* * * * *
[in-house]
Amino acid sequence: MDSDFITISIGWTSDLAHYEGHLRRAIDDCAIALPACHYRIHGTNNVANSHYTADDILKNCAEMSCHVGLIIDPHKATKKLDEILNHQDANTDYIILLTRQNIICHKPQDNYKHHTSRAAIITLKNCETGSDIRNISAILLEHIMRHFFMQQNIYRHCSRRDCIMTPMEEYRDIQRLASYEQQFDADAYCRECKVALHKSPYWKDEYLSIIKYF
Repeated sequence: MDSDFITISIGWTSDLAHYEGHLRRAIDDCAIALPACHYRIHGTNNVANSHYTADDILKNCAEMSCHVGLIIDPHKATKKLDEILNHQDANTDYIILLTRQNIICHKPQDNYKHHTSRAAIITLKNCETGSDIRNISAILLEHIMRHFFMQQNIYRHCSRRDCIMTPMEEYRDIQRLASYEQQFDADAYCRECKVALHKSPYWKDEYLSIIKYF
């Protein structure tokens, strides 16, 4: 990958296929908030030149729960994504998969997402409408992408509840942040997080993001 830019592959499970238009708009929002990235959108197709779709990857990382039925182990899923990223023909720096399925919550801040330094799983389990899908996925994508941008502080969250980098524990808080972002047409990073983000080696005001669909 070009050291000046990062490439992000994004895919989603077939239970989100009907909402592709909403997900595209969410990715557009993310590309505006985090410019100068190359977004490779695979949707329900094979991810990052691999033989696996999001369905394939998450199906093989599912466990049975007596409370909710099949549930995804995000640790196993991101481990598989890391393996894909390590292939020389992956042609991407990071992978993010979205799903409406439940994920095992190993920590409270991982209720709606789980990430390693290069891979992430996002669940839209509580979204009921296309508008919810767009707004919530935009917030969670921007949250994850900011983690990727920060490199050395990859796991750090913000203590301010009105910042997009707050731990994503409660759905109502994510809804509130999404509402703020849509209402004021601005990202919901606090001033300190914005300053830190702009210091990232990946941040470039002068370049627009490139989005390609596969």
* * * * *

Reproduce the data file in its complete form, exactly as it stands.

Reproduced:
[in-house]
Amino acid sequence: MDSDFITISIGWTSDLAHYEGHLRRAIDDCAIALPACHYRIHGTNNVANSHYTADDILKNCAEMSCHVGLIIDPHKATKKLDEILNHQDANTDYIILLTRQNIICHKPQDNYKHHTSRAAIITLKNCETGSDIRNISAILLEHIMRHFFMQQNIYRHCSRRDCIMTPMEEYRDIQRLASYEQQFDADAYCRECKVALHKSPYWKDEYLSIIKYF
Repeated sequence: MDSDFITISIGWTSDLAHYEGHLRRAIDDCAIALPACHYRIHGTNNVANSHYTADDILKNCAEMSCHVGLIIDPHKATKKLDEILNHQDANTDYIILLTRQNIICHKPQDNYKHHTSRAAIITLKNCETGSDIRNISAILLEHIMRHFFMQQNIYRHCSRRDCIMTPMEEYRDIQRLASYEQQFDADAYCRECKVALHKSPYWKDEYLSIIKYF
């Protein structure tokens, strides 16, 4: 990958296929908030030149729960994504998969997402409408992408509840942040997080993001 830019592959499970238009708009929002990235959108197709779709990857990382039925182990899923990223023909720096399925919550801040330094799983389990899908996925994508941008502080969250980098524990808080972002047409990073983000080696005001669909 070009050291000046990062490439992000994004895919989603077939239970989100009907909402592709909403997900595209969410990715557009993310590309505006985090410019100068190359977004490779695979949707329900094979991810990052691999033989696996999001369905394939998450199906093989599912466990049975007596409370909710099949549930995804995000640790196993991101481990598989890391393996894909390590292939020389992956042609991407990071992978993010979205799903409406439940994920095992190993920590409270991982209720709606789980990430390693290069891979992430996002669940839209509580979204009921296309508008919810767009707004919530935009917030969670921007949250994850900011983690990727920060490199050395990859796991750090913000203590301010009105910042997009707050731990994503409660759905109502994510809804509130999404509402703020849509209402004021601005990202919901606090001033300190914005300053830190702009210091990232990946941040470039002068370049627009490139989005390609596969």